The decision by the US Supreme Court last week absolving a Thai former student from using the "grey market" to run a small business is both a victory for free markets and an illustration of anachronistic copyright laws.
The highest US court found that Supap Kirtsaeng, now a professor, acted legally when he set up a grey book market when he was a student in New York and California. He bought cheap "Asian editions" of college textbooks in Thailand, imported them to the US and sold them below the prices charged by US campus bookstores. The publisher of some of the textbooks said that was illegal.
Rationally, this is nonsense. Mr Supap did what almost all middlemen do in a capitalist system. He found a cheap supply of goods, and matched it to a market, making a profit in the process.
But the publisher John Wiley and Sons charged Mr Supap under copyright laws. The company claimed it had the sole right, not only to sell the books it published, but also to resell those books.
This is a clear violation of justice. But copyright law, as Mr Supap and others discovered, has little if anything to do with justice.
Several courts found the John Wiley claims valid. Mr Supap was forced to go through a series of humiliating and ridiculous losses in lower courts. At one point the court seized his personal computer and golf clubs to sell them for damages. Finally, the Supreme Court stepped in and reversed all the convictions.
Mr Supap stands vindicated, although poorer in time and money for his long, principled legal battle. There should be no doubt, however, of the absurdity of 20th century copyright law in the 21st century.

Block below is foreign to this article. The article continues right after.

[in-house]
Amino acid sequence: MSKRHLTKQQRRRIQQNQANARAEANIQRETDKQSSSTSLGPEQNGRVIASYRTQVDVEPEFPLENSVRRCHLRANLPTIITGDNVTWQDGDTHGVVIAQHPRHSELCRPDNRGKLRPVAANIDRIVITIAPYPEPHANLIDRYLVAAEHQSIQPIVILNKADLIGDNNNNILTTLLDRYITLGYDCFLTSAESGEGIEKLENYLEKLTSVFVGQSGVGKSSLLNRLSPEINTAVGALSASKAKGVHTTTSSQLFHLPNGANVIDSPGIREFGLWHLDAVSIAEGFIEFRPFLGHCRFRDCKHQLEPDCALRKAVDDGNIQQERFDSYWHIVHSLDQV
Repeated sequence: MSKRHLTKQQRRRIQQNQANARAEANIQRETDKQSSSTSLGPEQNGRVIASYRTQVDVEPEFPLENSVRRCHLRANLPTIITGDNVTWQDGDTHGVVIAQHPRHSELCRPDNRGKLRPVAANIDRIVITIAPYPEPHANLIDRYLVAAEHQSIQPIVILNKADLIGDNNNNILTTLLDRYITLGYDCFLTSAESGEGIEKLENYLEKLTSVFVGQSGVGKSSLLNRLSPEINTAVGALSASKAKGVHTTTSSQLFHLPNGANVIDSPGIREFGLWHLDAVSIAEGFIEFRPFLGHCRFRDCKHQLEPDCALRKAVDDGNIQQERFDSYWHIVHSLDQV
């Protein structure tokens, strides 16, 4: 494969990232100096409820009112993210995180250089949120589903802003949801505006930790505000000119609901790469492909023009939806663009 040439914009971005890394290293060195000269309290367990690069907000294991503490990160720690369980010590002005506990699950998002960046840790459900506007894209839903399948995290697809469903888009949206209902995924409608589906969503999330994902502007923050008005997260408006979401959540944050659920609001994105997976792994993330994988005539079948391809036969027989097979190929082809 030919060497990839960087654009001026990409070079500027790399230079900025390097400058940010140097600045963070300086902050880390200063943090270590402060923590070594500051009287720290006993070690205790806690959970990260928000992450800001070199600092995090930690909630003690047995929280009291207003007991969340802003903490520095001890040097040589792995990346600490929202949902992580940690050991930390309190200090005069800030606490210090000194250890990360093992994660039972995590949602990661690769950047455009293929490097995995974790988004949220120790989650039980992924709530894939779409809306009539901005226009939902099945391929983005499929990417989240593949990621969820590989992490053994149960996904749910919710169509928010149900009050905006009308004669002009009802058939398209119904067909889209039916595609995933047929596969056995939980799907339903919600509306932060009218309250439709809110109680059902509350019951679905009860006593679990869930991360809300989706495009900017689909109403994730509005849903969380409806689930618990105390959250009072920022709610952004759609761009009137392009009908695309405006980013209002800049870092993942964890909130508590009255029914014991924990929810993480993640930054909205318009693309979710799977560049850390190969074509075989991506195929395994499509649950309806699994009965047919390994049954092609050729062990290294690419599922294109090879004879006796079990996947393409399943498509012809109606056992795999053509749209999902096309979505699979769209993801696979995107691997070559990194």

Mr Supap recognised, for example, that the "Asian editions" of textbooks are not sold in some remote, far-off country from the United States but, thanks to today's efficient cargo system, a few days or a few hours away.
In a few weeks, the US government will judge Thailand and the rest of the world on that same copyright law, and on other intellectual property (IP) issues which are just as out of date. The US Trade Representative and State Department will be "seriously concerned about Thailand's failure" to enforce IP laws.
Copyrights, trademarks and patents are important parts of the US economy. Piracy is a serious problem. But as it did with Mr Supap, the US has gone far overboard in applying old standards to new situations.
Case in point _ Thai mobile phone companies dropped the "locked" handset in 2002, but the US has just passed new regulations that bar unlocking phones. Another example _ Thailand has been on the "dirty dozen" list of top world pirates since 2007 because the government issued a legal "compulsory licence" to make anti-Aids drugs _ which angered a US drug company.
Mr Supap's case against a silly copyright stipulation had to go to the Supreme Court for a common sense decision. There are dozens if not hundreds of similar laws the US will not simply try to enforce, but try to enforce worldwide. What is needed instead is a proper discussion, followed by action to bring IP laws into the 21st century.